Networks and studios cultivate the passion of fans, which can turn a property like “Game of Thrones,” “Star Wars,” DC and Marvel movies not only into huge hits, but merchandizing bonanzas that keep giving. But that strong sense of ownership has also seen some fans lash out when they’re disappointed, making wild demands and engaging in collective primal screams.
That’s nothing new, but a few things have changed, including both the giant nature of these franchises and the advent of social media, offering a platform for venting that has a way of feeding off itself and stoking hyperbolic responses.
In between, there was the “You ruined my childhood!” tantrum over the “Ghostbusters” reboot, and the blowback to “Star Wars: The Last Jedi,” which — by turning away from several of the more tantalizing threads dangled by “The Force Awakens” — triggered howls that included calls for a boycott.
Within the industry, there’s a sense that there’s little to be gained from pushing back against their best customers. Most of the carefully massaged responses tend to be along the lines of “We understand you’re upset, but just wait.”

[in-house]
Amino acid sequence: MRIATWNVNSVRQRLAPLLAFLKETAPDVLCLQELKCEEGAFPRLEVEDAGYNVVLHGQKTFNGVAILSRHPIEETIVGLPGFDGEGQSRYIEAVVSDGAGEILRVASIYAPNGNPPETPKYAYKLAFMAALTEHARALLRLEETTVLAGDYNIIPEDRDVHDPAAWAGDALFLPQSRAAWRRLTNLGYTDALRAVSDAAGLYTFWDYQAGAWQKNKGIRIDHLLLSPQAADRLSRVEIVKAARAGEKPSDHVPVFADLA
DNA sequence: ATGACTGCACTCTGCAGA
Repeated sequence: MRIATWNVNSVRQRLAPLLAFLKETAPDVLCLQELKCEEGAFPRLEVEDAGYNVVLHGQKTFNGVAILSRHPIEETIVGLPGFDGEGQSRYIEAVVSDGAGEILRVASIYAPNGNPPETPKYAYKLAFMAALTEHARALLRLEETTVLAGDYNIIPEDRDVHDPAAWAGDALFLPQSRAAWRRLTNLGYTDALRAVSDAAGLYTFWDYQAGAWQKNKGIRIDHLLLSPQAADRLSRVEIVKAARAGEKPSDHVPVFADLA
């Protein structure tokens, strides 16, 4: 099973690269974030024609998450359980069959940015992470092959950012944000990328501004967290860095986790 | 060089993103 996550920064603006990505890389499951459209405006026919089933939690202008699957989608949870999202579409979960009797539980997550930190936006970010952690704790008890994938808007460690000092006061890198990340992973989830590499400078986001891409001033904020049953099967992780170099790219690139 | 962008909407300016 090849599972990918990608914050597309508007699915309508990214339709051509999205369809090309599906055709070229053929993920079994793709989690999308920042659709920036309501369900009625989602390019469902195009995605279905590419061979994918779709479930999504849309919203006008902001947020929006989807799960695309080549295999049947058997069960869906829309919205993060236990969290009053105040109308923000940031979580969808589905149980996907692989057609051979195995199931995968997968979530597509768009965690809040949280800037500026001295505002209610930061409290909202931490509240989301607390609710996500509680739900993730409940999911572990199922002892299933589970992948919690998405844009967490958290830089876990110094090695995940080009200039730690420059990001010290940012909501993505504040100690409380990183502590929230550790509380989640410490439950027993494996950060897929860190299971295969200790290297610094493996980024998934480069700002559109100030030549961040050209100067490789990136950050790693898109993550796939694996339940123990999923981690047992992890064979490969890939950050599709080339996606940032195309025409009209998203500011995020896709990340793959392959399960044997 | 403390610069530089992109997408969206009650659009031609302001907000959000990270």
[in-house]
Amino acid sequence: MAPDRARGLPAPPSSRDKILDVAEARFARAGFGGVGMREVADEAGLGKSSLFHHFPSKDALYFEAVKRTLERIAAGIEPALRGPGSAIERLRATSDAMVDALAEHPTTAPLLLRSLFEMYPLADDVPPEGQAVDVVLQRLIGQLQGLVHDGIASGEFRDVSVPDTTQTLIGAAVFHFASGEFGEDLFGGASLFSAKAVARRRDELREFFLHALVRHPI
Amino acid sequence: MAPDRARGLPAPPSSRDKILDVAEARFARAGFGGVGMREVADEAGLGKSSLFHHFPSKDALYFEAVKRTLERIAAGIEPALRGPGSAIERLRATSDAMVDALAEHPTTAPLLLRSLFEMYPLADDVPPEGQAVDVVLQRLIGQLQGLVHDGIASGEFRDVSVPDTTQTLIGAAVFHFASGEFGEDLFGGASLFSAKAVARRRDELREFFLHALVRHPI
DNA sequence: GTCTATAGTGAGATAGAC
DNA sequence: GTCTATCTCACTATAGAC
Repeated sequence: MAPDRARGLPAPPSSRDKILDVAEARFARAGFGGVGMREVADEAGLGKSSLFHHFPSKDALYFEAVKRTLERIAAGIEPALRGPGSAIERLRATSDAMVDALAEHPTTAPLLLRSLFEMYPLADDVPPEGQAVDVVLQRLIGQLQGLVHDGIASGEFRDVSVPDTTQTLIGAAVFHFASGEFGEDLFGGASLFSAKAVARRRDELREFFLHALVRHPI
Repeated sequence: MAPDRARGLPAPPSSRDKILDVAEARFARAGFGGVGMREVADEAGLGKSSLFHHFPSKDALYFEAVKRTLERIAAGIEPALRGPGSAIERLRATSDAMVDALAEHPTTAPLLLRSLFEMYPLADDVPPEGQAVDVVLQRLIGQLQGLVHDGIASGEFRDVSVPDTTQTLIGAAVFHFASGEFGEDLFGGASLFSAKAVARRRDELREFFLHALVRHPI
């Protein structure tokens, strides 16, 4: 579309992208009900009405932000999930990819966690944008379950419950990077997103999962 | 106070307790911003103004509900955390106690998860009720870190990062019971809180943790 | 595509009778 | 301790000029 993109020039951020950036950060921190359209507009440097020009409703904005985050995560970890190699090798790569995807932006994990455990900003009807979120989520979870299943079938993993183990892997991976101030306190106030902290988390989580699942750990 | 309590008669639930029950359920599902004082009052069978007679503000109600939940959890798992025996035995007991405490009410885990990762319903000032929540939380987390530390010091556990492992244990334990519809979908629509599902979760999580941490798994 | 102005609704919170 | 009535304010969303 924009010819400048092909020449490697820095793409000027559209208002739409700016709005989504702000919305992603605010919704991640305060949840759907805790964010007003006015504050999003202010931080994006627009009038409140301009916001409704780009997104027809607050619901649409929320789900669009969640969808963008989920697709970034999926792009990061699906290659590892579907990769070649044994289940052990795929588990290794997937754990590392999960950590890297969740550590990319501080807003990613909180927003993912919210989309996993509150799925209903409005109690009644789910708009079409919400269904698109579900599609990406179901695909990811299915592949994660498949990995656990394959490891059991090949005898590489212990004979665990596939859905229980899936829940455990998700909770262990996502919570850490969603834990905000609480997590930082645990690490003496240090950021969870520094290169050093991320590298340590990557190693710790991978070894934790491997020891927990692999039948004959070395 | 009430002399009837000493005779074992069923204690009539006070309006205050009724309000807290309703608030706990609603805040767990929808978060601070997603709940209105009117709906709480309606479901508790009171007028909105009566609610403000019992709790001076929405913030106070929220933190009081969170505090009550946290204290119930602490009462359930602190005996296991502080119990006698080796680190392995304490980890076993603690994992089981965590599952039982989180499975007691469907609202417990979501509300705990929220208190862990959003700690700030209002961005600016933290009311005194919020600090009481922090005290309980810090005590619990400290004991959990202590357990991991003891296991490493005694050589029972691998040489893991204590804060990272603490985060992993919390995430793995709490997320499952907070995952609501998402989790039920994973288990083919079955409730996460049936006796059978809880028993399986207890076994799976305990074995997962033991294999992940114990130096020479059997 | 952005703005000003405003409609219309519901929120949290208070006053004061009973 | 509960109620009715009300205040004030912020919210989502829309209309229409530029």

As Mangold noted, though, the “evangelical ferocity” of some criticism might be enough to make talent decide that life’s too short to enter that realm. While fans obviously have a right to express their displeasure, they need to understand that their ability to shape and control these franchises is limited, especially because it’s so difficult to discern whether the loudest voices are truly representative.
The griping and debating will continue, and represent an ingrained part of this ecosystem. But when it comes to those enmeshed in “Game of Thrones,” “Star Wars” or Batman, an old saying applies — namely, that you pay your money (or don’t) and take your chances.
(Like CNN, HBO and Warner Bros. are both units of WarnerMedia.)